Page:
Once summer settles in, bird activity throughout the West Sound region changes. The young of most species have left the nest and are exploring their world. The adults that worked to feed and raise their families are no longer guarding territories. The bird population becomes more fluid as it moves throughout the area following the varied food supply.
Summertime is hiking time for many people. It can be an opportunity to see birds not always found in the local neighborhood. Many hikes, or walks in the woods, are easily accessible throughout this area.
Mature forests are good places to expect certain birds. Listening for their voices is the best way to find them. Some species will be heard even as you start to walk down the trail.
The Pacific wren (formerly the winter wren) is a tiny bird with a big voice. It is found in deeply shaded Northwest forests.
This tiny mite with the short stump of a tail will scold rapidly and repeatedly at any creature trespassing on its forest domain. It can be difficult to spot. Standing still, listening to its chatter, is the best way to determine the general direction the sound is coming from.
Patience will be rewarded when the wren suddenly pops into sight and perches on a nearby log, stump or tangle of undergrowth. It will throw its head back and with beak wide open, burst into voice. Some call it the “sewing-machine bird” because that is what it sounds like.
Gray jays not only greet hikers following forest trails, but they will tag along with them for a while, hoping they will break out the food. This jay has a well-known nickname. “Camp robber” describes its penchant for sharing a campers’ food. That goes for hikers too.
The jay’s voice is the opposite of the wren’s loud scolding. Gray jays communicate with soft calls back and forth to one another. It is as if they are whispering about those people on the trail.
Stop for a lunch break or a handful of trail mix and it won’t be long before gray, shadowy shapes begin drifting through the nearby trees. They have been known to snatch food away from unsuspecting victims and fly to the nearest tree to consume it. Then they are back for more.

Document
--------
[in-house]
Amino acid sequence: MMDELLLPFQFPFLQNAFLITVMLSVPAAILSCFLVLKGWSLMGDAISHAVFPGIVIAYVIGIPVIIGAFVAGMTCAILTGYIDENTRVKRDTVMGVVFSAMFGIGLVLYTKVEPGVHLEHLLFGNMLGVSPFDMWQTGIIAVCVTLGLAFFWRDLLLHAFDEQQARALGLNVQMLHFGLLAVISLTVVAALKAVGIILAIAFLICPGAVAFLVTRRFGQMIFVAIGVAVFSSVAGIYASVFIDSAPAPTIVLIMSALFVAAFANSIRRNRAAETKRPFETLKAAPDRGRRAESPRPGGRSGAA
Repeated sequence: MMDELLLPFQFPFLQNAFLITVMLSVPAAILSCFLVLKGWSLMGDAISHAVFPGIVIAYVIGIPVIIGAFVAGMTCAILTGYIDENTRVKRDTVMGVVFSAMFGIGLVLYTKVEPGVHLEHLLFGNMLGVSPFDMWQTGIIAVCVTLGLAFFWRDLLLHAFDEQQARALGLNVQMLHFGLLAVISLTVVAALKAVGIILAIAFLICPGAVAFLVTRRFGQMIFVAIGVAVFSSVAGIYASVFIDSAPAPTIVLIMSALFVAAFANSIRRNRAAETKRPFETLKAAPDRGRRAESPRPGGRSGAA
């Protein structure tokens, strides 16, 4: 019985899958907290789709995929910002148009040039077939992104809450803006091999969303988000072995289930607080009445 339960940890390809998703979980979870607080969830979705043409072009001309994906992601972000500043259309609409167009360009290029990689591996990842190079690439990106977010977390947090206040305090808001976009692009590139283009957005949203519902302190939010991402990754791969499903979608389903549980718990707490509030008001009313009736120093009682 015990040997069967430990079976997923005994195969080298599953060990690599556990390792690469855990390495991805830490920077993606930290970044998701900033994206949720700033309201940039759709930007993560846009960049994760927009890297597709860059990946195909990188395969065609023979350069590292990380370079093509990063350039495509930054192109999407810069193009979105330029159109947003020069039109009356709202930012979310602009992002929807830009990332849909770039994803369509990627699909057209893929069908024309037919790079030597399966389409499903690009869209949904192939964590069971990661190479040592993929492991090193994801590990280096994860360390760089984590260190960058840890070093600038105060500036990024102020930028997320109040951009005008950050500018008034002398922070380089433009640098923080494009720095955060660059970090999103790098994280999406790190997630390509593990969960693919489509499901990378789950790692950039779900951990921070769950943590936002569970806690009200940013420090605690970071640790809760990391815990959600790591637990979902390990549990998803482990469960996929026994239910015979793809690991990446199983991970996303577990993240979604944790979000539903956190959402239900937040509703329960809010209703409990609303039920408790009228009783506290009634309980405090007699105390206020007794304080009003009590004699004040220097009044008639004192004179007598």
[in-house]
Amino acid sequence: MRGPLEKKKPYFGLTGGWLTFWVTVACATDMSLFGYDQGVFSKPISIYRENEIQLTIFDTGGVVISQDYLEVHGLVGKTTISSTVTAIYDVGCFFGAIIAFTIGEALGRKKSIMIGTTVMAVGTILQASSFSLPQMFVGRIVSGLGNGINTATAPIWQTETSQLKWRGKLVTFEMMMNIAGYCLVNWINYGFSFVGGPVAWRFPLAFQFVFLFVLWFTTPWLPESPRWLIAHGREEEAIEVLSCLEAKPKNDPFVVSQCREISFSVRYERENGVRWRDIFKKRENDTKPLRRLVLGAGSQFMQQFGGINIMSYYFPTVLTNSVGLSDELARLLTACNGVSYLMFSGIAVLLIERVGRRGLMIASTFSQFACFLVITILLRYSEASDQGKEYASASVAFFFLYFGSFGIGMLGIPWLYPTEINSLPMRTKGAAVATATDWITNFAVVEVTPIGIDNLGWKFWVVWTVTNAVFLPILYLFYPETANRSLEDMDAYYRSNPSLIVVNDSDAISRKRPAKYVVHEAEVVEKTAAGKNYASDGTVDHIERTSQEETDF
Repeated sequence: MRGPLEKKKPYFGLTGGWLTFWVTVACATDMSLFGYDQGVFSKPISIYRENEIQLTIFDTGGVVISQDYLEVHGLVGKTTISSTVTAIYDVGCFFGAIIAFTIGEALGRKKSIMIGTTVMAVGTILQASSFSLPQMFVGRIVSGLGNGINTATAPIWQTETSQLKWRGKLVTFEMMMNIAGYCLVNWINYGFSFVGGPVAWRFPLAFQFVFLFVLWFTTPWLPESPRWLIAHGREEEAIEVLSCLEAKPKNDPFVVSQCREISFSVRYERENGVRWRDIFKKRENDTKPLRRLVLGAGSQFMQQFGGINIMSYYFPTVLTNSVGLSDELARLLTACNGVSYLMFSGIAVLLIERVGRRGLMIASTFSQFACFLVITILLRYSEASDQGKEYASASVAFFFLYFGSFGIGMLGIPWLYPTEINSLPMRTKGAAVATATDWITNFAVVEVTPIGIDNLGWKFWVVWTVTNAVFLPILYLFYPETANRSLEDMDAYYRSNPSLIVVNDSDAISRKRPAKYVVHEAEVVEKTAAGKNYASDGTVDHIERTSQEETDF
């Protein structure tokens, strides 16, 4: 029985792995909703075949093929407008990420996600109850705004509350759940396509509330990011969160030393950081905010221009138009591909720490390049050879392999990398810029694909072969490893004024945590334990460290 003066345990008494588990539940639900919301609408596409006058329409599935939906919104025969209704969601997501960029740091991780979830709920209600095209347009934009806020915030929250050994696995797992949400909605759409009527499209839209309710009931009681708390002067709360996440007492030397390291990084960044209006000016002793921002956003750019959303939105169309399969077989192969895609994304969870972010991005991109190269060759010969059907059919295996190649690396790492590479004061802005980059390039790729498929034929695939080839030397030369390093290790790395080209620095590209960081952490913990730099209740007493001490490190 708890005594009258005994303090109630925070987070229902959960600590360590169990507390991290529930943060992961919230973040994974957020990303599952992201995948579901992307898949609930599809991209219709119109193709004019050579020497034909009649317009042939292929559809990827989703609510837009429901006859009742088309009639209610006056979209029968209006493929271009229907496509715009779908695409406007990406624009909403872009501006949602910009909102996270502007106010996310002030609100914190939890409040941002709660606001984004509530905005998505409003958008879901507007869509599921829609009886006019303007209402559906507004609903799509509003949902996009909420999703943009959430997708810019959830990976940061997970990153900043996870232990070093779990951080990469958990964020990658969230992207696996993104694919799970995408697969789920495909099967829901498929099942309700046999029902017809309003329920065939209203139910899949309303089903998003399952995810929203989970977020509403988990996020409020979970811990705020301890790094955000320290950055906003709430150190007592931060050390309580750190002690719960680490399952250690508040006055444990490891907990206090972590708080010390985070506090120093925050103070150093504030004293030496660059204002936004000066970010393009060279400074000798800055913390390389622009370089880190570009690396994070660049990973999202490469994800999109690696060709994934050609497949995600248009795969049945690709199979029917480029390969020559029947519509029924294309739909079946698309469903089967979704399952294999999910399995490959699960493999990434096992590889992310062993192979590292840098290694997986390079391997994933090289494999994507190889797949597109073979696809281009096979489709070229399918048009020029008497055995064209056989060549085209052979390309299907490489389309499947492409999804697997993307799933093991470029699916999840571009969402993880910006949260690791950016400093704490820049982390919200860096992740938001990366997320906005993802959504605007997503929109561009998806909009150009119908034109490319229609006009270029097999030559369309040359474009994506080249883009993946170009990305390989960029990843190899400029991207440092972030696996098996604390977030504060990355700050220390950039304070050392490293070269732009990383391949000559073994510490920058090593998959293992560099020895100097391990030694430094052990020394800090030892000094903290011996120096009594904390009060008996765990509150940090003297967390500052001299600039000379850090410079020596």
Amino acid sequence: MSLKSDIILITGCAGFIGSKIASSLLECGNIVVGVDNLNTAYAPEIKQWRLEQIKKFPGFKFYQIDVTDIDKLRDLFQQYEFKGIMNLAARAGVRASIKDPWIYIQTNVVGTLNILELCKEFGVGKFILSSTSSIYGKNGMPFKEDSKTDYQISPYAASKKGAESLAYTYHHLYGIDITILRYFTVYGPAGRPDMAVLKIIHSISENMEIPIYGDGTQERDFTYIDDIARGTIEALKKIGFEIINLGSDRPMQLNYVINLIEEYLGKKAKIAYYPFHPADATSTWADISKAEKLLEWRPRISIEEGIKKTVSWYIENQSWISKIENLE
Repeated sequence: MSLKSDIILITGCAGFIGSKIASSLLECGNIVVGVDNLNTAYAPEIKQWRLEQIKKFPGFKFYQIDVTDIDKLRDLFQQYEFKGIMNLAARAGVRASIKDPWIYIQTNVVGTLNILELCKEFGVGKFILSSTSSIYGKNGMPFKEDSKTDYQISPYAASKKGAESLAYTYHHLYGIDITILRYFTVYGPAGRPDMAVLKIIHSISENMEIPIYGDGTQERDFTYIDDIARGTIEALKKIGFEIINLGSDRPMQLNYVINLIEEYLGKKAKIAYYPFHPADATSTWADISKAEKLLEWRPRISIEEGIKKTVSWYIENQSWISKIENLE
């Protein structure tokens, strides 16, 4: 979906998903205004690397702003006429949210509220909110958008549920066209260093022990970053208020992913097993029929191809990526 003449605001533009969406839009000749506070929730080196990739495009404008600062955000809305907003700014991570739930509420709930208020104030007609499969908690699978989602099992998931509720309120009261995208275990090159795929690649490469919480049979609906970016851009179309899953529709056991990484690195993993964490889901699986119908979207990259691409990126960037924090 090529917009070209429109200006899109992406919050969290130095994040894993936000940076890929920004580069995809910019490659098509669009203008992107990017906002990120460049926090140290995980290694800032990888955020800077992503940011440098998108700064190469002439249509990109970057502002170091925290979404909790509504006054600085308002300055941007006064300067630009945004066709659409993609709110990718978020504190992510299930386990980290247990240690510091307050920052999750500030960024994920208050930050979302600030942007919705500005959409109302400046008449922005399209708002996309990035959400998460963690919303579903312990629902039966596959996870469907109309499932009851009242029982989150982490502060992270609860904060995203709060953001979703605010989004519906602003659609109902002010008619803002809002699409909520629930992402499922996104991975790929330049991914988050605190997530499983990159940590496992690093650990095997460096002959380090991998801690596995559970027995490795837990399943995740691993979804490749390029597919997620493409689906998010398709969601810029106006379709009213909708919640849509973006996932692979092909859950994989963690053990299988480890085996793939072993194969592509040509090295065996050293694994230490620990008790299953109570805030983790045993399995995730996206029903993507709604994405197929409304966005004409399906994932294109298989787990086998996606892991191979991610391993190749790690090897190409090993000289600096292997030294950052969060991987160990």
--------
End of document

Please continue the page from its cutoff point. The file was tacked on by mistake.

There is one forest bird that always seems to follow anyone walking along a forest trail. Their voices alert you to their presence. Getting a good look at them is a challenge. Golden-crowned kinglets are as tiny as the winter wren.
Unlike the wren that seeks out dark areas near the forest floor, these forest dwellers flit through the trees along the path. They have high-pitched, tinkling voices and talk nonstop, like several bells ringing at the same time.
Kinglets are also insect-eaters. They feed nonstop among the tree branches while searching for tiny bugs.
Gray jays and winter wrens present a somewhat subdued look. Being gray or mostly brown, they aren’t very colorful. Kinglets are colorful. They are a greenish-gray color overall but have a broad, white eyebrow.
A black stripe borders the golden crown both birds wear. The male’s crown has an orange center. It is only seen when he flares the crown’s feathers. This occurs when he is flirting with a female or is being aggressive toward another male. It also stands up when he is bathing. Black-and-white wing-bars edge the bird’s flight feathers that are tinged with yellow.
A haunting, flute-like whistle signals the voice of the Swainson’s thrush. This “summer bird” usually arrives in the West Sound area in May. They visit suburban neighborhoods during migration but are a species that prefers the forest, especially in vegetation found along streams and rivers.
Their song is a “series of breezy, flutelike phrases, each phrase sliding upward.” It can be heard in spring and summer, early in the morning or on warm evenings shortly before sunset.
This thrush is a “skulker.” It can be hiding in nearby bushes but refuse to let you see it. Sometimes an imitation of its short, whistled call note will tempt it to look for whoever is making the sound.
This abrupt whistle says, “Whit!” It may be repeated several times before the bird begins its flute-like call. A drab, olive-brown bird, it fits into the surrounding habitat. It isn’t easy to see but its song is rewarding.
Pacific-slope flycatchers are found along streams and rivers in the same moist habitat preferred by the Swainson’s thrush. Unlike the thrush that forages closer to the ground, the flycatcher feeds higher in the forest canopy. It prefers a perch 15 to 20 feet above the ground.
Like other flycatchers, a diet of flying insects influences the bird’s choice of habitat. It will perch on a leaf-covered alder or willow, often above flowing water, and “hawk” flying insects.
Flycatchers are fast and quick. They fly out, grab dinner and return to their perch in seconds. Their drab, greenish-yellow coloring is perfect camouflage. When sitting still, surrounded by leaves, they can be impossible to see.
It is the sudden darts for food that catch your eye. If you have already heard its call, you know it is in the immediate area. The call note is a quick, sharp “p-whit or pseet.” The voice of the Pacific-slope flycatcher is one of the best ways to separate it from other flycatchers in the Empidonax family.
A summer walk to see birds is the most productive in the morning or evenings, when the sun is low on the western horizon. During the heat of the day, birds tend to seek out cool, shady areas and avoid the hot sun. This is also when they are the most active and when they are calling to one another.